Precious Metal Spot Prices
All investors should understand how the value of their holdings is determined. Most marketplace trading depends upon what’s known as the spot price, especially when it comes to liquid assets like precious metals.
The spot price is the present marketplace trade value of an asset, such as a commodity or security. Even though spot prices are defined by time and place, when it comes to exchange rates, they are typically uniform around the globe.
Bullion traders should read on to learn more about precious metal spot prices and ensure they get the best return on investments.
Key Precious Metal Markets
There are two key markets that help to determine the spot prices of precious metals. Let’s go over these markets and how they impact a “fair” price when it comes to a return on gold and silver.
The Over-the-Counter (OTC) Market
The OTC market is made up of a network of independent traders working privately in pairs 24 hours a day. Each deal is made over the phone or via a dealer’s proprietary trading software.
While typically used for professional trading companies making large deals, OTC trading is also done on a much smaller scale, such as when you buy a bullion coin or bar from a dealer.
This can make pinning down the OTC spot price difficult, which means many precious metal dealers use Bloomberg, Reuters, or the London Fixing to indicate current pricing trends.
In comparison, the spot price of gold, silver, and other precious metals tends to be much easier to pinpoint on a public exchange like the futures markets.
The Futures Exchanges
Futures markets are regulated public exchanges where the price of precious metals is traded at various future dates. The biggest and most prominent is the Commodity Exchange (COMEX).
Much of the time, future prices of precious metals are quoted as the spot price of physical gold. However, this technique isn’t the most accurate gauge of gold or silver prices, as it’s simply where assets could settle in the future.
Although technically inaccurate, many countries base their price of the prompt delivery of precious metals on local futures markets. This means that for retail consumers, the futures price of gold or silver effectively is the spot price.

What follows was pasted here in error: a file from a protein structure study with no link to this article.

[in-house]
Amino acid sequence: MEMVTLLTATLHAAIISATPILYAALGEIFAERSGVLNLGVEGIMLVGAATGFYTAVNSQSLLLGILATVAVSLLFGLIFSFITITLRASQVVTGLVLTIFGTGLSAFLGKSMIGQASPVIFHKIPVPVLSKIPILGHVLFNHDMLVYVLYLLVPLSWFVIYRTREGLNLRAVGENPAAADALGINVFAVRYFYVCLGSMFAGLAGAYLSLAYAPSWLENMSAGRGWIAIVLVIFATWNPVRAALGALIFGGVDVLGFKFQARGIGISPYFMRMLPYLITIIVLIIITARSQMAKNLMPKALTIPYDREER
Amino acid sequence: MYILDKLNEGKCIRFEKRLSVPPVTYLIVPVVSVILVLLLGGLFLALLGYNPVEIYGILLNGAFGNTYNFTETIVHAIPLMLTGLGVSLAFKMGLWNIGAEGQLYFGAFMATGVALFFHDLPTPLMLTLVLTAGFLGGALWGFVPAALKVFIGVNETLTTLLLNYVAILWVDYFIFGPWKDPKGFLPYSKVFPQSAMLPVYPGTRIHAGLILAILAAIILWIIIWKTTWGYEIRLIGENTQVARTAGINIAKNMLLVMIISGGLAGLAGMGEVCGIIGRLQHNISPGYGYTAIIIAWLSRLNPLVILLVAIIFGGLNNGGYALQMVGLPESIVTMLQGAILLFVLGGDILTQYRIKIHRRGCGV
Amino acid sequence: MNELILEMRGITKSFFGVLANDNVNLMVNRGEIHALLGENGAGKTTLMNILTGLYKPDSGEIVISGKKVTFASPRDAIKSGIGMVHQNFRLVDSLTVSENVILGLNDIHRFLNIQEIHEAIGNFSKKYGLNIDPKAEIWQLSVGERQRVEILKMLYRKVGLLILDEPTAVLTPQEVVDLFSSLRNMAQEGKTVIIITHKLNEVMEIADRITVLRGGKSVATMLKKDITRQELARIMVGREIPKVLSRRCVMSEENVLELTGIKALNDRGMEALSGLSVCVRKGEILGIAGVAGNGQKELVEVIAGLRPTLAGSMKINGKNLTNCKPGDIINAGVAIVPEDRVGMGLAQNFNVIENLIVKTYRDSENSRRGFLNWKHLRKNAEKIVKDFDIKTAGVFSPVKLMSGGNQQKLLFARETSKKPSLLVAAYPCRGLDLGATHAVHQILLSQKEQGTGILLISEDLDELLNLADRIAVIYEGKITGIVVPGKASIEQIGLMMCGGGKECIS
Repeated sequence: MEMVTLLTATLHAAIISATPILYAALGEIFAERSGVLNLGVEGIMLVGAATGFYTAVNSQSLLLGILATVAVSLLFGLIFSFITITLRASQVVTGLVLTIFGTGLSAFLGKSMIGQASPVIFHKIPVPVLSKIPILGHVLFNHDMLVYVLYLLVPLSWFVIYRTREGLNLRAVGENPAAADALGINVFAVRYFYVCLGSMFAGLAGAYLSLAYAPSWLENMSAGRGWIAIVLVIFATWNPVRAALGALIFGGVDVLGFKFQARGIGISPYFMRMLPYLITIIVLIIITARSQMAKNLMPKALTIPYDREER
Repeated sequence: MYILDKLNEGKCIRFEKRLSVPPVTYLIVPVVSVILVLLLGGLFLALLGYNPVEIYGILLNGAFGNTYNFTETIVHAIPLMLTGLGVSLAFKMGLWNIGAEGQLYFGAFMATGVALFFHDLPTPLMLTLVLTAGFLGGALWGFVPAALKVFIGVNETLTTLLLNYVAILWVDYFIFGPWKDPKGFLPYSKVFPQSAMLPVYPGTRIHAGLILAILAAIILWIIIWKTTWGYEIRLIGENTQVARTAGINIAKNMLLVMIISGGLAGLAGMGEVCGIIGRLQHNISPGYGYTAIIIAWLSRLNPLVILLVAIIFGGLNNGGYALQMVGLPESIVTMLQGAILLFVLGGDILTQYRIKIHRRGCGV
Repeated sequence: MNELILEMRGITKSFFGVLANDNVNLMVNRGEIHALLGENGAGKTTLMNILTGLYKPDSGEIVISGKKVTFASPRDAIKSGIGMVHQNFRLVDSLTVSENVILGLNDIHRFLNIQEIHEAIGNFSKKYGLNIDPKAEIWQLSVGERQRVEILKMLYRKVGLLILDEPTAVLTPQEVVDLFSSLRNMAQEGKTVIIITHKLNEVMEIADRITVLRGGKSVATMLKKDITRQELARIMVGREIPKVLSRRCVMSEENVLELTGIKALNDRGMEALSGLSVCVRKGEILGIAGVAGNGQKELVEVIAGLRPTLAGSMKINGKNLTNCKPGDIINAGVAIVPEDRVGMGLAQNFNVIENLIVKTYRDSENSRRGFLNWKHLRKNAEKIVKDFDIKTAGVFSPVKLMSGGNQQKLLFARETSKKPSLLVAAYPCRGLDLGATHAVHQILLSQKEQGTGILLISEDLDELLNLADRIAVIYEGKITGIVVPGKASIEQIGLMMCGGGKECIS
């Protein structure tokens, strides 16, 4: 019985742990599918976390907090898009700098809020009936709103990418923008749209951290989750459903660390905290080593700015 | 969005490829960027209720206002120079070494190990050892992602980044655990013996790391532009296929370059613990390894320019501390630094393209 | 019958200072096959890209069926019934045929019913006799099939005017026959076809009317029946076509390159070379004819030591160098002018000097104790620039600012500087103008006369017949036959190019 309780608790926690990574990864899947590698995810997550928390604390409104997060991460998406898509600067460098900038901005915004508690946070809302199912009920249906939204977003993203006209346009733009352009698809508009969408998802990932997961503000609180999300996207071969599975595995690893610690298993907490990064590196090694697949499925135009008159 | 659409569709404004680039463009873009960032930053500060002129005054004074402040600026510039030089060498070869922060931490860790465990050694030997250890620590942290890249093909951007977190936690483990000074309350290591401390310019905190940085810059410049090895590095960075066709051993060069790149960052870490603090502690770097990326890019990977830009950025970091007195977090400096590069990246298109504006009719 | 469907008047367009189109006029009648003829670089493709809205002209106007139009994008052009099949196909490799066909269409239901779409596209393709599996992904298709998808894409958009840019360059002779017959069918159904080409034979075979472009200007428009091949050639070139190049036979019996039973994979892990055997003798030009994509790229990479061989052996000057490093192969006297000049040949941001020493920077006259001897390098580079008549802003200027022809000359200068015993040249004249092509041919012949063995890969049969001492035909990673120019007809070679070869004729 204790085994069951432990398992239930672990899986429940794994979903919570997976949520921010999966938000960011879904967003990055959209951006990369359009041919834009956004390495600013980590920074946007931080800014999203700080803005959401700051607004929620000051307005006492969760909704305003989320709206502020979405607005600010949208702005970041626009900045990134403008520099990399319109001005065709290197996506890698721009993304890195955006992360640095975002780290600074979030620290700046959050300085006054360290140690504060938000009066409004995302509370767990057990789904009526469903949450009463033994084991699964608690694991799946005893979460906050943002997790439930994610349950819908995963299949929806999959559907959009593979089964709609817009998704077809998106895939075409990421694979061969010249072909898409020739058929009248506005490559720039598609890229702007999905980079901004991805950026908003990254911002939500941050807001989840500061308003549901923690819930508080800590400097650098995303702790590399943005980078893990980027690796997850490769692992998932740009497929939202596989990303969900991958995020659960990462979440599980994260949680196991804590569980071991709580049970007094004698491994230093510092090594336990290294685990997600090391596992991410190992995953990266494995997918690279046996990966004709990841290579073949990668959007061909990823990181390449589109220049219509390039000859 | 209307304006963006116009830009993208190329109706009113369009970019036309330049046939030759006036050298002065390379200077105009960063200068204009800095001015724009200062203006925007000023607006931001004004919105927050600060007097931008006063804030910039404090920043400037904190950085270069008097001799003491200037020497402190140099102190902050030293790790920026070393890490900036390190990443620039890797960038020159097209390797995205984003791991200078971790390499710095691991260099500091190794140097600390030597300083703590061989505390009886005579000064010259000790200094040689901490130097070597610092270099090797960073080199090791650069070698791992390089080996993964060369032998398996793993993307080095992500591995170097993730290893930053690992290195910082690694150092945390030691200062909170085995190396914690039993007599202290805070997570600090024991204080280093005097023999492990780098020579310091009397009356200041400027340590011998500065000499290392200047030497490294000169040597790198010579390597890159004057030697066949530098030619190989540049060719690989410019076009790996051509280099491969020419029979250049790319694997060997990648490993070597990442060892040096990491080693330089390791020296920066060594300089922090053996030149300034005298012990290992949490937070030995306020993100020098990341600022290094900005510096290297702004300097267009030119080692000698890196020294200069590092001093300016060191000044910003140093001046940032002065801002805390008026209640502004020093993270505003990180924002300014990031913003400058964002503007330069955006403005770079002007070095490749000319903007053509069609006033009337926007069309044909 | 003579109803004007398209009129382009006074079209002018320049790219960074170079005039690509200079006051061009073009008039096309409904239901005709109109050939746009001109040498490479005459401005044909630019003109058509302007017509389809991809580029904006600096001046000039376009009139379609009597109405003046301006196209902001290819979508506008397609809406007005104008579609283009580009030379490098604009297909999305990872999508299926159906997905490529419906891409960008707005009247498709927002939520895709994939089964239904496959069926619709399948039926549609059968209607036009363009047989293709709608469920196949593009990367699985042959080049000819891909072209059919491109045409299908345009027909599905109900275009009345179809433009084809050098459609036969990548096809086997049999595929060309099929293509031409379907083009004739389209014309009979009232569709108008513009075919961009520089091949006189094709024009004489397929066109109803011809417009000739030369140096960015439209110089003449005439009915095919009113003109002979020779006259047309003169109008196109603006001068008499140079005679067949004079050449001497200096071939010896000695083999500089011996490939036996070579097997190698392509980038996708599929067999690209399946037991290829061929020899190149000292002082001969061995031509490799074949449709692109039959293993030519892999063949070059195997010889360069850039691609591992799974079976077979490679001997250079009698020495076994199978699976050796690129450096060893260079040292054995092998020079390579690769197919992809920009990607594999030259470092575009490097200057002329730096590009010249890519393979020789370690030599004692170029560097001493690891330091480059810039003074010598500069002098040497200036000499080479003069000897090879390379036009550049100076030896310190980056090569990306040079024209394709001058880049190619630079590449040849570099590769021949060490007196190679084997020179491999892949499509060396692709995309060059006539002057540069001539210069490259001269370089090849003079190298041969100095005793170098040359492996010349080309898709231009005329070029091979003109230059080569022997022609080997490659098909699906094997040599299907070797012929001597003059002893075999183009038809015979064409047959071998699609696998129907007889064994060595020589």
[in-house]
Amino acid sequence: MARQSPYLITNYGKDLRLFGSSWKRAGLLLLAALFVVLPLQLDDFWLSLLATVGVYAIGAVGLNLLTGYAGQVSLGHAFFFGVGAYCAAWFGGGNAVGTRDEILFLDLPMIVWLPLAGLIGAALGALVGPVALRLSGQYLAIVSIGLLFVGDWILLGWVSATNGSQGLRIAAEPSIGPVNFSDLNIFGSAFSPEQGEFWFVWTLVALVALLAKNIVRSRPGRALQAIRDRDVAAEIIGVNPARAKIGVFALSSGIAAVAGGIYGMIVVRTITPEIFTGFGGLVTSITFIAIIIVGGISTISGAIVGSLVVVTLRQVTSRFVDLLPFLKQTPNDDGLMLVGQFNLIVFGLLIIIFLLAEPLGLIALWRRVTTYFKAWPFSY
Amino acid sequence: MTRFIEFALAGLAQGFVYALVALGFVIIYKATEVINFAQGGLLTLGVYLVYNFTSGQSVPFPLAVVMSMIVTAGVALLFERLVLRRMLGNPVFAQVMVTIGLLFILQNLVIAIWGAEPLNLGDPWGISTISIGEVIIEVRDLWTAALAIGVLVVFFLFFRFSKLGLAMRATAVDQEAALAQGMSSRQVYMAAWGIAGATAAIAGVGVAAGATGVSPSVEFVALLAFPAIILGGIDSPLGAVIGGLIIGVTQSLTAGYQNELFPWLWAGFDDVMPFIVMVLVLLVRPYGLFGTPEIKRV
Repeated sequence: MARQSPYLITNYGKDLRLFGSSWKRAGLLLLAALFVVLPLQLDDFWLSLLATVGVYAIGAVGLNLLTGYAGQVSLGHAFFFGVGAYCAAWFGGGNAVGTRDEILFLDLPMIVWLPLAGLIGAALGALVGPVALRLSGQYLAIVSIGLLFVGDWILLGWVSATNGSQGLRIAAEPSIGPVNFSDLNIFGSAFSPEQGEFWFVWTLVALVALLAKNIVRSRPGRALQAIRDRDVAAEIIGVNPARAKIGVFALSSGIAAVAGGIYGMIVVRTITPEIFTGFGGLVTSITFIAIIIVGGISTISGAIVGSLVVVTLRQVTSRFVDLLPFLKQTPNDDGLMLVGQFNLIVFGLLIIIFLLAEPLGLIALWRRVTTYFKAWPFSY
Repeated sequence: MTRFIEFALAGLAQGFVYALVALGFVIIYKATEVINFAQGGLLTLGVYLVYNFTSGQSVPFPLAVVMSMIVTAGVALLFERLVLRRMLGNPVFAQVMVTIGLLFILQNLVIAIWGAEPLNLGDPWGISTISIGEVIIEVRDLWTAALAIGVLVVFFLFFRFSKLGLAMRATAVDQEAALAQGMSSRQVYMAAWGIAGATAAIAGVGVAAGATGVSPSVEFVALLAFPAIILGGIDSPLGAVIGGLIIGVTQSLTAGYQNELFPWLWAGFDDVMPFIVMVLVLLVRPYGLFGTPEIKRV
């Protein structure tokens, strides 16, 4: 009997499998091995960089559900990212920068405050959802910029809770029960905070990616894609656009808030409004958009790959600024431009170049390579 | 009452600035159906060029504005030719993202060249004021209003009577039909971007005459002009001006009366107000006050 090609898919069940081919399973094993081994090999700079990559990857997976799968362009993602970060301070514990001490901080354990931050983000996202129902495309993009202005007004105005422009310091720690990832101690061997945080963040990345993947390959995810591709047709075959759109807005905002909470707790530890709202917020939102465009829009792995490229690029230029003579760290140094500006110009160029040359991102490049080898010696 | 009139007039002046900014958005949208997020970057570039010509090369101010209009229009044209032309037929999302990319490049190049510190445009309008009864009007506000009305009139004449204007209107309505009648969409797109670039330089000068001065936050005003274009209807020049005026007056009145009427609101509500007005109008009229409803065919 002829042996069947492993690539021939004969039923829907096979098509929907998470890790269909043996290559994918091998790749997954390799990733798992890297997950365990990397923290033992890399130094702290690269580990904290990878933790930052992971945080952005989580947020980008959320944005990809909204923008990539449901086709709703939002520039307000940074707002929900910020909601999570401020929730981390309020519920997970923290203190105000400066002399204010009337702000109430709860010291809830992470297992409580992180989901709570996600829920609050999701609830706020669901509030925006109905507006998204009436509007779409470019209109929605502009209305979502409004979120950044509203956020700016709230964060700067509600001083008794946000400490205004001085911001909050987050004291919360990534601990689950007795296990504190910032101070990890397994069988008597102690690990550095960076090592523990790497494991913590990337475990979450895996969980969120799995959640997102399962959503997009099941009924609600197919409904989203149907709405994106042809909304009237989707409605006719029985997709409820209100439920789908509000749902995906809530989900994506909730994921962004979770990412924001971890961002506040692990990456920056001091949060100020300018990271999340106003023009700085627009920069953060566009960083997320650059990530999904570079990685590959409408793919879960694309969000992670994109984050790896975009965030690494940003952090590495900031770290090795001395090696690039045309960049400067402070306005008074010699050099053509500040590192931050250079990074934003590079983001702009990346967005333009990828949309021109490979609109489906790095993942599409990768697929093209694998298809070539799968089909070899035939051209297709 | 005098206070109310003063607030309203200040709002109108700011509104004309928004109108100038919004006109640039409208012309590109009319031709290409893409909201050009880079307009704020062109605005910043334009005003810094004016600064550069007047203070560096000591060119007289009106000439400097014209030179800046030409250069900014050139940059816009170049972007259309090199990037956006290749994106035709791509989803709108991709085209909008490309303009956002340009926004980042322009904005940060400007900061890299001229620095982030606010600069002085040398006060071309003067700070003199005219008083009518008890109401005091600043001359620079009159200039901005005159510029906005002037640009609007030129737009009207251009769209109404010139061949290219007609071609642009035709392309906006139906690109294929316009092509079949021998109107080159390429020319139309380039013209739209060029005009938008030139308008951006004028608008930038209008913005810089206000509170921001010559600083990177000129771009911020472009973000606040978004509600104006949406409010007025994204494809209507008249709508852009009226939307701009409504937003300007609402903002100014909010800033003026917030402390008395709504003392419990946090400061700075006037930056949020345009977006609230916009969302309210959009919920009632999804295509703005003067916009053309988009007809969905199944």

Precious Metal Spot Price Factors
It’s essential to note that there’s a link between futures prices and spot prices. Due to that association, arbitrage traders work to keep both price types in alignment by watching over a variety of precious metal spot price factors.
- OTC and futures markets are wholesale, which means unlike retail customers, they trade in large quantities. This can impact spot prices during smaller private deals.
- When the precious metals market is moving quickly, dealers might not be able to take the Bloomberg or Reuters price into account, due to bullion banks being unable to update their prices fast enough.
- Both futures and OTC trading comes with general costs, such as dealer salaries and trade settling. Futures trading also incurs dealer brokerage fees.
How individual dealers manage these factors is by adding a margin to the futures or spot prices as they’re quoted. The size of that buffer will vary based on the volatility of the wholesale price and how buying or selling is being done by their clients.
How to Determine “Fair” Spot Prices
The result of the above precious metal spot price factors is an ever-changing price quote from dealers. So, how can you determine a fair price?
Your best bet is to follow the same practice the professionals use themselves, and shop around to see who’s offering the top price when you’re looking to liquidate.
If you plan to find the greatest return on your precious metal investments yourself, you should make sure to keep an eye on Bloomberg, Reuters, and COMEX for spot price updates.
You might also consider getting a hand from a family-owned company that’s been around for almost 40 years. At Manhattan Gold & Silver, we’re happy to show you how to sell your gold and get the biggest return on your investment.